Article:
Electronic Supplementary Material from Untangling the roles of microclimate, behaviour and physiological polymorphism in governing vulnerability of intertidal snails to heat stress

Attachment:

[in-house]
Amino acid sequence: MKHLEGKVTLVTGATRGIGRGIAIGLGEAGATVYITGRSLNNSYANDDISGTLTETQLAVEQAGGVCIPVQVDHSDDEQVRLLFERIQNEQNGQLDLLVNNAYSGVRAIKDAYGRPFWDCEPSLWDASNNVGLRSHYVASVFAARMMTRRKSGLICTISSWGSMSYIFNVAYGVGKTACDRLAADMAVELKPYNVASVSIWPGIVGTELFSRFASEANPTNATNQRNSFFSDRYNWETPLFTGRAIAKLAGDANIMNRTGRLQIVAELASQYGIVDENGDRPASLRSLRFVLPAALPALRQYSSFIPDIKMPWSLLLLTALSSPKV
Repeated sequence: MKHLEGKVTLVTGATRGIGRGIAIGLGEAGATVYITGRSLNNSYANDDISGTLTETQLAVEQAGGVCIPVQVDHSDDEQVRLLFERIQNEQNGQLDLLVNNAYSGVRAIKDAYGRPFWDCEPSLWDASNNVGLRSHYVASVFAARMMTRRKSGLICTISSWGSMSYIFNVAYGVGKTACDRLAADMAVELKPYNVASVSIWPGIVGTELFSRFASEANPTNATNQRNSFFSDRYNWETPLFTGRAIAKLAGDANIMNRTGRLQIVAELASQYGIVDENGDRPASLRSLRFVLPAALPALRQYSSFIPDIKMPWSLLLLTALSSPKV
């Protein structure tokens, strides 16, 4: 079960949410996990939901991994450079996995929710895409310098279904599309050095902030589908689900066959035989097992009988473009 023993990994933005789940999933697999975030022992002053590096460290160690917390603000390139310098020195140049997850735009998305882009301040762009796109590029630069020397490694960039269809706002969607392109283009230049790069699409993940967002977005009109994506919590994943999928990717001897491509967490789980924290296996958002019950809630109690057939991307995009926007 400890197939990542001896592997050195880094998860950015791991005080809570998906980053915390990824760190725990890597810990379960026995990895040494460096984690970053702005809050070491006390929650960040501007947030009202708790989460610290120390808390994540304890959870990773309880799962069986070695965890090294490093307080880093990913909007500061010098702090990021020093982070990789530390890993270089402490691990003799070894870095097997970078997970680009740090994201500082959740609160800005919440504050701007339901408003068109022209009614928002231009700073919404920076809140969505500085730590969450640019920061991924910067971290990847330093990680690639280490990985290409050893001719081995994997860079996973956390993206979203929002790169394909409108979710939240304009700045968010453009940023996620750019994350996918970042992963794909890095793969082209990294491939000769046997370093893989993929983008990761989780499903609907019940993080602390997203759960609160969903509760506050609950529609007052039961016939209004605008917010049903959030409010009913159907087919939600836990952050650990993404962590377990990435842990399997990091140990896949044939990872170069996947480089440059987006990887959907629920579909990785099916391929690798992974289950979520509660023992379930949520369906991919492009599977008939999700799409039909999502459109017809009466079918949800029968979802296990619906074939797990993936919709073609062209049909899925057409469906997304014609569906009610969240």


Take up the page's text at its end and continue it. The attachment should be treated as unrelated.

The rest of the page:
Biogeographic distributions are driven by cumulative effects of smaller scale processes. Thus, vulnerability of animals to thermal stress is the result of physiological sensitivities to body temperature (<i>T</i><sub>b</sub>), microclimatic conditions and behavioural thermoregulation. To understand interactions among these variables, we analysed the thermal tolerances of three species of intertidal snails from different latitudes along the Chinese coast, and estimated potential <i>T</i><sub>b</sub> in different microhabitats at each site. We then empirically determined the temperatures at which heart rate decreased sharply with rising temperature (Arrhenius breakpoint temperature, ABT) and at which it fell to zero (flat line temperature, FLT) to calculate thermal safety margins (TSM). Regular exceedance of FLT in sun-exposed microhabitats, a lethal effect, was predicted for only one mid-latitude site. However, ABTs of some individuals were exceeded at sun-exposed microhabitats in most sites, suggesting physiological impairment for snails with poor behavioural thermoregulation and revealing inter-individual variations (physiological polymorphism) of thermal limits. An autocorrelation analysis of <i>T</i><sub>b</sub> showed that predictability of extreme temperatures was lowest at the hottest sites, indicating that the effectiveness of behavioural thermoregulation is potentially lowest at these sites. These results illustrate the critical roles of mechanistic studies at small spatial scales when predicting effects of climate change.